This is not to say that any “historical” print (one showing a subject from the past) cannot have its own important connection with its subject. For instance, while portraits of Washington have always been popular, there was a flurry of such prints published in the 1850s and ‘60s. This was because as the conflict between the slave and free states began to heat up, George Washington came be used by those in the North as a symbol of Union. The first President was a man who believed above all else in holding together the country he helped found and those in the North used images of Washington to represent his ideals of Freedom and Union. Of course, it also a nice irony that Washington was himself from the South.
Thus the prints of Washington issued just before and during the Civil War have their own connection to their subject. Not one of contemporaneous time, but one of Washington as a symbol with great relevance to those in the country in that turbulent period. Contrast this with a very late nineteenth or early twentieth century print of Washington. Washington was still a symbol as “Father of his Country” but this was not something that touched Americans as deeply at that time as it had half-a-century before. Washington’s image became almost pro forma, something felt about deeply as we feel the meaning of the American flag today when we see it used as a backdrop for a political advertisement. Lots of people around the turn of the century still wanted images of Washington for their school, home or office (as they do today), but these prints are pretty much iconic, without the specific, deep-felt meaning of Washington prints in earlier times.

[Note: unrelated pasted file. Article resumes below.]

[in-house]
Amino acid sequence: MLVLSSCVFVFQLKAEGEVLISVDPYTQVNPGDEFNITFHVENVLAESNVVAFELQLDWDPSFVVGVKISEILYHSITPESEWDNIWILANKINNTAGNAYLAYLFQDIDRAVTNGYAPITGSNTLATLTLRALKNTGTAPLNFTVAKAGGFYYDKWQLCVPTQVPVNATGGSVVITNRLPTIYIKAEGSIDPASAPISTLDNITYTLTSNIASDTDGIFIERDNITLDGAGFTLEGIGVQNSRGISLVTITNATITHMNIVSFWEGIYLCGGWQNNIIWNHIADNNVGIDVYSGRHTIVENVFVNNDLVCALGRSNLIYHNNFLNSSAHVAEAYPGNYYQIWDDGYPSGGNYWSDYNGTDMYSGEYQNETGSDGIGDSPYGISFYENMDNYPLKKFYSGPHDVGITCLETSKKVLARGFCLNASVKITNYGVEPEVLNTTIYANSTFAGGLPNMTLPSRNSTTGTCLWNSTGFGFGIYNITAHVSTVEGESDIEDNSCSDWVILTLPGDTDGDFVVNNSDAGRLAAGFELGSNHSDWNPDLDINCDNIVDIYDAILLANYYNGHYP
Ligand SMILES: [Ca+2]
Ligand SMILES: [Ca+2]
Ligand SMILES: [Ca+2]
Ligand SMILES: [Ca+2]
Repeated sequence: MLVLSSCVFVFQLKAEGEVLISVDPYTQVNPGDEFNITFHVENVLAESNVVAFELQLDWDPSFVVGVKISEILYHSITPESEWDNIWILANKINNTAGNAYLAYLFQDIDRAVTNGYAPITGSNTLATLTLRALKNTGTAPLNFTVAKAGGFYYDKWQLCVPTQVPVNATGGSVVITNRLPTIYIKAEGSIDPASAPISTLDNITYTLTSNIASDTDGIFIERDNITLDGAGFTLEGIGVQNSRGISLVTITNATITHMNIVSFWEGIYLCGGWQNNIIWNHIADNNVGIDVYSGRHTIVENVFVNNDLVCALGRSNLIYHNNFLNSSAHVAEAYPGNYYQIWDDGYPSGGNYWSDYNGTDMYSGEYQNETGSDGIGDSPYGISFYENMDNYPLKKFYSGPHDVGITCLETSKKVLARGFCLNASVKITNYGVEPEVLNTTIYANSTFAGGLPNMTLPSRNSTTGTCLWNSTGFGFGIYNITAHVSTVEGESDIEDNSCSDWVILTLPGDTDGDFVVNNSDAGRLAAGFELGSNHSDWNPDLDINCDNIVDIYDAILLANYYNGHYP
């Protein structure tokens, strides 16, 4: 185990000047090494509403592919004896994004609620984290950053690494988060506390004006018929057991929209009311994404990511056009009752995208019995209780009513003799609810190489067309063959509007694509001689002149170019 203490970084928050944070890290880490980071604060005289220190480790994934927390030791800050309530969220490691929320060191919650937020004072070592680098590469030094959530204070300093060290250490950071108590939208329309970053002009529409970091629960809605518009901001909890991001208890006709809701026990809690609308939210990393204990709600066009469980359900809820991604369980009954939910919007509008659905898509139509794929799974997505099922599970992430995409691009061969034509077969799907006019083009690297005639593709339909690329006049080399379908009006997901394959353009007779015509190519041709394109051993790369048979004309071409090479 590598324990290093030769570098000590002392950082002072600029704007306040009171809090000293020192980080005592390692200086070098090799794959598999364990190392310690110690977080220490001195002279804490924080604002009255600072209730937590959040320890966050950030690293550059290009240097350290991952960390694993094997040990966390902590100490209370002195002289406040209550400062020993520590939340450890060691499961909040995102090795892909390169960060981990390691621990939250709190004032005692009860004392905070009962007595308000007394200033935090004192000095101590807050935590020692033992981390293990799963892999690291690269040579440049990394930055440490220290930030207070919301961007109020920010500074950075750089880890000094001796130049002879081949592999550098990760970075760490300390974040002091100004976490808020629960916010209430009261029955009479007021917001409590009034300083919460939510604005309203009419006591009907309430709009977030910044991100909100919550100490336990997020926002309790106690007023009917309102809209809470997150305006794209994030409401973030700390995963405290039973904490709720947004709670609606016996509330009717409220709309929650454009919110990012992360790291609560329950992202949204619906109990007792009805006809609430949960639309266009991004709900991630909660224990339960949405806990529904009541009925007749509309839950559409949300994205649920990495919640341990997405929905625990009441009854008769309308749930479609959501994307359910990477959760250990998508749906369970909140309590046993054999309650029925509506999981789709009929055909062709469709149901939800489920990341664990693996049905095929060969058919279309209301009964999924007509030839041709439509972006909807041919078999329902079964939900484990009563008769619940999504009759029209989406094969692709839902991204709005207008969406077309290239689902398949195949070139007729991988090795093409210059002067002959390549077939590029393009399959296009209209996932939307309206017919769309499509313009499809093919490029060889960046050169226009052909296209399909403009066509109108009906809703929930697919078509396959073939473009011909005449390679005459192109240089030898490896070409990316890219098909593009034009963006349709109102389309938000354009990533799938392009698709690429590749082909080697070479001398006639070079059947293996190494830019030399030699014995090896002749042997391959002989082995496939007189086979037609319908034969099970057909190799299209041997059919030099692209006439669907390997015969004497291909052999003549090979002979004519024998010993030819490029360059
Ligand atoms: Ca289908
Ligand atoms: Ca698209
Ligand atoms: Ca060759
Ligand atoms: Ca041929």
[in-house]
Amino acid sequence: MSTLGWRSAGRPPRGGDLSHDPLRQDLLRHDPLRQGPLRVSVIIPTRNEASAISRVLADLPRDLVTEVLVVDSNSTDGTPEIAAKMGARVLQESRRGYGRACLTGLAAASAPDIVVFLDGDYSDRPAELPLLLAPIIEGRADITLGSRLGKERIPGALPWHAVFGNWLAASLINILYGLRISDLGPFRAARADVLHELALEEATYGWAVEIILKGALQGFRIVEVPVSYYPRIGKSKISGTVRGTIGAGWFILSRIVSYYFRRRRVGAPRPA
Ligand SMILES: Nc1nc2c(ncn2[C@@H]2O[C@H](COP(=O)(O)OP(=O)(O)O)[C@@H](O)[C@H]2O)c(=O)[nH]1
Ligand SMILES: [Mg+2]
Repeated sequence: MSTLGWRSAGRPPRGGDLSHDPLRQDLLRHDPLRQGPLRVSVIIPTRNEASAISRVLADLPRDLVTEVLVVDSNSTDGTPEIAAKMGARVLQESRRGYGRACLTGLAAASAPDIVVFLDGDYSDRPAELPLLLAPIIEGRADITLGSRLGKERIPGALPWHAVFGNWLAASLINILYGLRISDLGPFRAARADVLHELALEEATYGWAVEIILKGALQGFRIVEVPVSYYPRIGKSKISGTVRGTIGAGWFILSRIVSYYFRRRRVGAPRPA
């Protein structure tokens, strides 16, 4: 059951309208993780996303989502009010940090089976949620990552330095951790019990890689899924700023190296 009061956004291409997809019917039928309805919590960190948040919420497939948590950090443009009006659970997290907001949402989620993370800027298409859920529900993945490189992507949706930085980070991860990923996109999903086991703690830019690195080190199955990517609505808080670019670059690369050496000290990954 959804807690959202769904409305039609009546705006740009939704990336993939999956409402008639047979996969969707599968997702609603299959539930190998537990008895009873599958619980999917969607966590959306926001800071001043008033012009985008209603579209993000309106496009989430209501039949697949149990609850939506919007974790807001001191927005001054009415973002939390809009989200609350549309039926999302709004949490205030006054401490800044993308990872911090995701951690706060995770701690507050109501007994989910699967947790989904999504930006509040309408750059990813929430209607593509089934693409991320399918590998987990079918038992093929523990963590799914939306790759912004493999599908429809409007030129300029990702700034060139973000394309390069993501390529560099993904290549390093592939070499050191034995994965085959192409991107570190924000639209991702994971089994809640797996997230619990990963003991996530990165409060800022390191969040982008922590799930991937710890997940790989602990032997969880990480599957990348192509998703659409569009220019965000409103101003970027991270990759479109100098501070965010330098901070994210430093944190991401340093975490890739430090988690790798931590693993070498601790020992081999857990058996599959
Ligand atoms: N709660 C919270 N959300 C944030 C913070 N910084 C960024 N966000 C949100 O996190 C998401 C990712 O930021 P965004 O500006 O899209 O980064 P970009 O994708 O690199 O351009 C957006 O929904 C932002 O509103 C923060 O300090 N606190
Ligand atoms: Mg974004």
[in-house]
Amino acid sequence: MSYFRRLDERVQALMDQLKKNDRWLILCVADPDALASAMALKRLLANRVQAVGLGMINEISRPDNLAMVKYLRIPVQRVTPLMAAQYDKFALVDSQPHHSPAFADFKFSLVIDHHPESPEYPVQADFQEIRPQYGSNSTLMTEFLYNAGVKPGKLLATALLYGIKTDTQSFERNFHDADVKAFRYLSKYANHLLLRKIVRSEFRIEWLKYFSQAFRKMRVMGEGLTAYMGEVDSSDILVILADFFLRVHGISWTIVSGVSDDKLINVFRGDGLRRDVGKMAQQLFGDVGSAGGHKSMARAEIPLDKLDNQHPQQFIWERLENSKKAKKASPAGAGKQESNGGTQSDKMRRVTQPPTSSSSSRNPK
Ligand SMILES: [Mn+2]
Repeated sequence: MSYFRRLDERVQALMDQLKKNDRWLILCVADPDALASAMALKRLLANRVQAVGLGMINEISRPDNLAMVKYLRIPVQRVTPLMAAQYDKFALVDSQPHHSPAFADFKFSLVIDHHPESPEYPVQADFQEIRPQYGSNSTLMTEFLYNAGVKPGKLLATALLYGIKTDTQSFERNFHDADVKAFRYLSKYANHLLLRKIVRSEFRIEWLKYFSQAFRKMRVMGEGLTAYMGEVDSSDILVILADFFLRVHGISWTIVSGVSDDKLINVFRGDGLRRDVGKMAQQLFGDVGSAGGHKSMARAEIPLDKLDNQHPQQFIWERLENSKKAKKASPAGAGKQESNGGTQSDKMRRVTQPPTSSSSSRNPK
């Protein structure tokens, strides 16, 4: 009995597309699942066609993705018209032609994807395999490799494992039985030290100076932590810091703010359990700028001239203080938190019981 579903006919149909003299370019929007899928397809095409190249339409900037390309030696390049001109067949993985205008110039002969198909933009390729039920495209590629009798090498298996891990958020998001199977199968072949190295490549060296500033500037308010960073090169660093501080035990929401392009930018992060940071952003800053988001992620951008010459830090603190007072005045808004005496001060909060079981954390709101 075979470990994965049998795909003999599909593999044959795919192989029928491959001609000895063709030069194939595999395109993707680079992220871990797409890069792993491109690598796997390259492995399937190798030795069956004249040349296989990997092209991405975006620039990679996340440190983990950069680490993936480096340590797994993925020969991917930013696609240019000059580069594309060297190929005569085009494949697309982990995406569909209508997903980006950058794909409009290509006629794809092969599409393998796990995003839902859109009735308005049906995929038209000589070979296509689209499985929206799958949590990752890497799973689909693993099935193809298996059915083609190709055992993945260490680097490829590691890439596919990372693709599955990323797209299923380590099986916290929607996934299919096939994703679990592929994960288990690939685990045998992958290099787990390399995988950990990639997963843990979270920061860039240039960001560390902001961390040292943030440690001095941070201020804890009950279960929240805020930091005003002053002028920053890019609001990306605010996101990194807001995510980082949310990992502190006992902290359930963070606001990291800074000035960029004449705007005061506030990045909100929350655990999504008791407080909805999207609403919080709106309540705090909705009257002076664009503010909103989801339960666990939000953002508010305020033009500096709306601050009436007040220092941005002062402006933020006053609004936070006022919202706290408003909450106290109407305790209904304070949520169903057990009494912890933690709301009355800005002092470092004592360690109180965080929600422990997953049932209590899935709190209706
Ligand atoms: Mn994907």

What all this means is that while the mid-nineteenth century prints of Washington do not have the same historic connection as life-portraits, they still have an interesting connection with Washington that gives them extra value, over that of a later nineteenth-century portrait. So where a life-portrait of Washington might be priced at over $1,000, a mid-19th century print will be in the mid-hundreds, and ca. 1900 print probably around $100 (all other things being equal….).
There are other ways in which prints can have important historic connections with their subjects. They can be commissioned by the subject or someone with a direct relationship to the subject. They can be images which had a part in history, for instance campaign posters or political cartoons which had an impact on American political life. The prints can also be drawn by a participant in or direct observer of the event depicted, or someone who was directly connected with it, for instance as with John Trumbull’s prints of the Battle of Bunker Hill and the Declaration of Independence.
Generally people who purchase historical prints like them because they let the viewer make some sort of contact with a past event or person. The more closely the print is connected to its subject, the closer we feel to that subject, the more we feel like we are really “seeing” that person or event in a meaningful way. Thus those prints which we think are closely connected to their subject are (all other things being equal) worth more than those for which the connection is felt to be more distant. This value factor does, of course, apply mostly to historical prints, so in a future blog we’ll talk about other factors determining value for prints other than strictly historical ones.